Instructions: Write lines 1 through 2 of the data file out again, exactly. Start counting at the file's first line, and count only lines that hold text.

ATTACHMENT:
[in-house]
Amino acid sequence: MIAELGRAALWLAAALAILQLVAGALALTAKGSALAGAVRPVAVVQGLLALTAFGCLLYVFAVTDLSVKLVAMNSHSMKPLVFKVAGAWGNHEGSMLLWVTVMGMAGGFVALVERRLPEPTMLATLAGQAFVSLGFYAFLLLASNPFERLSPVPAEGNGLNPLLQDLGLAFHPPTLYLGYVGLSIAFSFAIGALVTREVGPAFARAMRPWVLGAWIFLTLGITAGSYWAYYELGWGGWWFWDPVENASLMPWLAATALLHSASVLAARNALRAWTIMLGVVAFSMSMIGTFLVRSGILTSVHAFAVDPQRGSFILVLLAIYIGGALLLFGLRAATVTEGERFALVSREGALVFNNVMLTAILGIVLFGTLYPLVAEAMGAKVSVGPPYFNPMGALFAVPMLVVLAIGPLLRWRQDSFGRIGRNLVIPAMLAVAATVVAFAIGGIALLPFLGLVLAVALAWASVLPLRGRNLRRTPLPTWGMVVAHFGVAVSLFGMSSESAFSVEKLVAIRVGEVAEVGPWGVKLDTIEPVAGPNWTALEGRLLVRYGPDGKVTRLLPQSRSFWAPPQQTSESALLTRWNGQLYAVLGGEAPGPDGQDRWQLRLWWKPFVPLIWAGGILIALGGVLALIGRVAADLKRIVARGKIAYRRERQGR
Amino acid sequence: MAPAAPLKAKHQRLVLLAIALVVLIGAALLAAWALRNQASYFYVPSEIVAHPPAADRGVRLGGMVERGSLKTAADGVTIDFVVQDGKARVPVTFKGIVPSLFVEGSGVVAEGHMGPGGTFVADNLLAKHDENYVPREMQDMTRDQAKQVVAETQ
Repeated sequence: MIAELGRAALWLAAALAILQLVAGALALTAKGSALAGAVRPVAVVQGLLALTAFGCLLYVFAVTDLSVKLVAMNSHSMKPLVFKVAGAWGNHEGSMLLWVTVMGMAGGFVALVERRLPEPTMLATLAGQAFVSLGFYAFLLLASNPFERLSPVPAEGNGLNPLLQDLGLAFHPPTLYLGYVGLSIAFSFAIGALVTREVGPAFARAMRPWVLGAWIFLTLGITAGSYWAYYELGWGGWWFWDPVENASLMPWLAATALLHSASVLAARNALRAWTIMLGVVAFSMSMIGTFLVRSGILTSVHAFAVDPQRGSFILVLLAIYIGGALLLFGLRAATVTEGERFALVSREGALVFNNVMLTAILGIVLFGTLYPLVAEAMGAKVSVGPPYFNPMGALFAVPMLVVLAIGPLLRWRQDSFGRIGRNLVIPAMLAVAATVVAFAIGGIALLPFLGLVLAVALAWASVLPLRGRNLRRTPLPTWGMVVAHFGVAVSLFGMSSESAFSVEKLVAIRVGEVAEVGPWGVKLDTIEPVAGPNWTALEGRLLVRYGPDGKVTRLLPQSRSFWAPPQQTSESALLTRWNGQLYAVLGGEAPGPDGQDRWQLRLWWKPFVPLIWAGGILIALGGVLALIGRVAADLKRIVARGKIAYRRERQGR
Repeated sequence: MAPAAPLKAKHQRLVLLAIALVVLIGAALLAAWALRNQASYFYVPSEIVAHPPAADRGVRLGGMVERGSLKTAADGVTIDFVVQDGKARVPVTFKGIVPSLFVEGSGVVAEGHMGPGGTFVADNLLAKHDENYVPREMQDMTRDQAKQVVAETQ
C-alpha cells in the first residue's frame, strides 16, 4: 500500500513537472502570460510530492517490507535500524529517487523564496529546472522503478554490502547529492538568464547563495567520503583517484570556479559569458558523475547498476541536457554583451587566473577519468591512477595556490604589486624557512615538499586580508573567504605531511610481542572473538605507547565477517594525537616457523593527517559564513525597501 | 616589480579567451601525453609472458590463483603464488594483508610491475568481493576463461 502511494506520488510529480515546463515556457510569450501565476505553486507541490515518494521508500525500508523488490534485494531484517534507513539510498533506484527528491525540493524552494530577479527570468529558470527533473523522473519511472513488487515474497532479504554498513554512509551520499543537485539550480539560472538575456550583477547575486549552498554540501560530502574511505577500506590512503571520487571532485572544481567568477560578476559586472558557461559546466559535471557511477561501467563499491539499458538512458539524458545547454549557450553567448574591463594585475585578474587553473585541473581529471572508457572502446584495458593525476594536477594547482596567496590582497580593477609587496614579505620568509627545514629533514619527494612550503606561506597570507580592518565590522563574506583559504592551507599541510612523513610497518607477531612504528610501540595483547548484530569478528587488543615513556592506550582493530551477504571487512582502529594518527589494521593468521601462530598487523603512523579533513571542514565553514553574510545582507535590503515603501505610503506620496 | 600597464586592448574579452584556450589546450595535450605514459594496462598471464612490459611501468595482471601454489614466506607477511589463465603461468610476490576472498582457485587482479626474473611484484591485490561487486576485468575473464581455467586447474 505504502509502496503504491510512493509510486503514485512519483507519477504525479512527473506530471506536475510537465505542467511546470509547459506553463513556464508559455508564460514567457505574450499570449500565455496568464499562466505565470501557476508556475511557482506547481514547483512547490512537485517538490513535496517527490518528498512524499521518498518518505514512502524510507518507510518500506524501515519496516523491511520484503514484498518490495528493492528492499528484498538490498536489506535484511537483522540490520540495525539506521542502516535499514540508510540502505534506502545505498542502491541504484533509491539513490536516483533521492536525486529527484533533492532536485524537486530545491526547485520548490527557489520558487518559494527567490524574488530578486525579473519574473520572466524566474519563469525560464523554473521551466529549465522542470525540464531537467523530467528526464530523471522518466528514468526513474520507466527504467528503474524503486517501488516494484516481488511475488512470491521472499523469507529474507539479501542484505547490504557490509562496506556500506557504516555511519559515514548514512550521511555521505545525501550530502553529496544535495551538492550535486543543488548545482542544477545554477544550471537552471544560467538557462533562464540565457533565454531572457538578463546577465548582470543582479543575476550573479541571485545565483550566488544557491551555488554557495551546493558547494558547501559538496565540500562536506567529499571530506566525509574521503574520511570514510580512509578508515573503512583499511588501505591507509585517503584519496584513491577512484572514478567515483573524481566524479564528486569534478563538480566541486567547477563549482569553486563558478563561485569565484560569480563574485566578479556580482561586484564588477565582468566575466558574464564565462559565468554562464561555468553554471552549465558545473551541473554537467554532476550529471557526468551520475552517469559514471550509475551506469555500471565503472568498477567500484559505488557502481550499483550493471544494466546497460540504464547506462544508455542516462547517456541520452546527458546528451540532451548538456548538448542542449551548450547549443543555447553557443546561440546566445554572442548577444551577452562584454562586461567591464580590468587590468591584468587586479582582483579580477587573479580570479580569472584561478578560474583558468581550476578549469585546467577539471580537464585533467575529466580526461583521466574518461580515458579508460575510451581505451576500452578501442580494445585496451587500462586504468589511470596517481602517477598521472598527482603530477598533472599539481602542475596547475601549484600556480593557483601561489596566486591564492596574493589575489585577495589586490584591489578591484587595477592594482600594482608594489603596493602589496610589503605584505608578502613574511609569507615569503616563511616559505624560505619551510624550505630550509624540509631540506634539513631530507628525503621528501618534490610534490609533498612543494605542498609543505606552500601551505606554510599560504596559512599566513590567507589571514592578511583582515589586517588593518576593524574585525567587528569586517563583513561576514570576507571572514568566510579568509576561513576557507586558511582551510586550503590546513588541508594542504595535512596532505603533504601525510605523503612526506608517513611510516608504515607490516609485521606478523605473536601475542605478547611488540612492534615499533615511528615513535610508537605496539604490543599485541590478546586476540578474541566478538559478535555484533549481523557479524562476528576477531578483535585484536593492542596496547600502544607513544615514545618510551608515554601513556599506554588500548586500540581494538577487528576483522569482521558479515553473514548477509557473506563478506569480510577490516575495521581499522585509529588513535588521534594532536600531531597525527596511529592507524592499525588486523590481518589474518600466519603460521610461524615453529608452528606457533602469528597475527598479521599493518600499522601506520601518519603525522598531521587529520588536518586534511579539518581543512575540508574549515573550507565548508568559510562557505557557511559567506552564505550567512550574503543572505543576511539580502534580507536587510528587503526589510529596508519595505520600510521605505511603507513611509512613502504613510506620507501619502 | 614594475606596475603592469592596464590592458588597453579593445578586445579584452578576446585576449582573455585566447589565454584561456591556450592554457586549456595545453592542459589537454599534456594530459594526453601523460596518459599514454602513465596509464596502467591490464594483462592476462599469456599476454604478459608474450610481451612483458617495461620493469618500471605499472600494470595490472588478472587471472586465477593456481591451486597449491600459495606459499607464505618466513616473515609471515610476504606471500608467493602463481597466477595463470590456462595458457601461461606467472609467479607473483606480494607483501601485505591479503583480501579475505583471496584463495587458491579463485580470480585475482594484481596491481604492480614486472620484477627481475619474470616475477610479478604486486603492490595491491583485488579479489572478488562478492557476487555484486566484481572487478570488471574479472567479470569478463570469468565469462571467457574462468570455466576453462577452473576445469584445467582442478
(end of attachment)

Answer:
[in-house]
Amino acid sequence: MIAELGRAALWLAAALAILQLVAGALALTAKGSALAGAVRPVAVVQGLLALTAFGCLLYVFAVTDLSVKLVAMNSHSMKPLVFKVAGAWGNHEGSMLLWVTVMGMAGGFVALVERRLPEPTMLATLAGQAFVSLGFYAFLLLASNPFERLSPVPAEGNGLNPLLQDLGLAFHPPTLYLGYVGLSIAFSFAIGALVTREVGPAFARAMRPWVLGAWIFLTLGITAGSYWAYYELGWGGWWFWDPVENASLMPWLAATALLHSASVLAARNALRAWTIMLGVVAFSMSMIGTFLVRSGILTSVHAFAVDPQRGSFILVLLAIYIGGALLLFGLRAATVTEGERFALVSREGALVFNNVMLTAILGIVLFGTLYPLVAEAMGAKVSVGPPYFNPMGALFAVPMLVVLAIGPLLRWRQDSFGRIGRNLVIPAMLAVAATVVAFAIGGIALLPFLGLVLAVALAWASVLPLRGRNLRRTPLPTWGMVVAHFGVAVSLFGMSSESAFSVEKLVAIRVGEVAEVGPWGVKLDTIEPVAGPNWTALEGRLLVRYGPDGKVTRLLPQSRSFWAPPQQTSESALLTRWNGQLYAVLGGEAPGPDGQDRWQLRLWWKPFVPLIWAGGILIALGGVLALIGRVAADLKRIVARGKIAYRRERQGR